Monday, February 9, 2015
Keeping Kids Safer on the Internet Part 1
Where do kids connect?
--Kids go online almost anywhere. They surf the Internet and send messages from a home computer or one of friend's home, library or school.
--Kids connect at coffee shops and other "hotspots" using laptops and wireless connections
--Internet-enabled, video-game systems allow them to compete against and chat with players around the world.
--Wireless devices enable kids to surf the web and exchange messages photographs, and short videos from just about anywhere
Browsing the Internet
--Browsing the Internet is like having the world's largest library and entertainment system at your fingertips. Kids are able to read stories, tour museums, visit other countries, play games, look at photographs, shop and do research to help with homework
Kids may come across websites containing adult images or demeaning, racist, sexist, violent or false information.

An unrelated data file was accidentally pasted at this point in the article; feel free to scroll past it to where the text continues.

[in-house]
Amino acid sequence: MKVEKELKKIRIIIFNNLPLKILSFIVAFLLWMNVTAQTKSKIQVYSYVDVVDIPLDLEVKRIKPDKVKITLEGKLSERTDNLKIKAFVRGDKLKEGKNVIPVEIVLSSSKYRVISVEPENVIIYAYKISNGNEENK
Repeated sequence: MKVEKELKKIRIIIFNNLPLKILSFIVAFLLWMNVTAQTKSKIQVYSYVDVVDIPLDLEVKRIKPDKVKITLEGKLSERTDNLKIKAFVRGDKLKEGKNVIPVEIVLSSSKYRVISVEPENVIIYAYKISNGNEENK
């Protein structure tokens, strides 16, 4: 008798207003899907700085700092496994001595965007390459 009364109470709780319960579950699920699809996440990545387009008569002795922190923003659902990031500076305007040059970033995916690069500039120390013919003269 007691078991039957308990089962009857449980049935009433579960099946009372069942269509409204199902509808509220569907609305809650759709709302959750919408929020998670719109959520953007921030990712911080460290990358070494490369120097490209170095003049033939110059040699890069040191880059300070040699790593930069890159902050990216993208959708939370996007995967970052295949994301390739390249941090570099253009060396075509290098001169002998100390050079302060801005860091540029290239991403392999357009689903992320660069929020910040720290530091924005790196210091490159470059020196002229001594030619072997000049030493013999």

Tips to Minimize Potential Risk
--Chose search engines carefully. Some are specifically designed for kids and others off kid-safe options.
--Tell kids when they come across any material making them feel scared, uncomfortable, or confused to immediately tell you or another trusted adult.
--Help kids find information online. By searching the Internet together you can help them find good resources and show them how to do it the correct way.
Kids and adults can communicate and a rapidly and cost effectively with people all over the world.
-- Kids are able to set up private accounts without asking parents permission
-- Anyone using email is vulnerable to receiving "spam" which can encourage the recipients to buys something, visit a website or spam may be sexually suggestive or offensive.
**Tips to Minimize Potential Risks
--Talk with your kids about their email accounts. Remind them to never share passwords with anyone but you. Not even their closest friends.
--Teach your children to not open up spam mail and if they do receive something have them to show it to you.
** info from May Clinic--And National Center for Missing and Exploited Children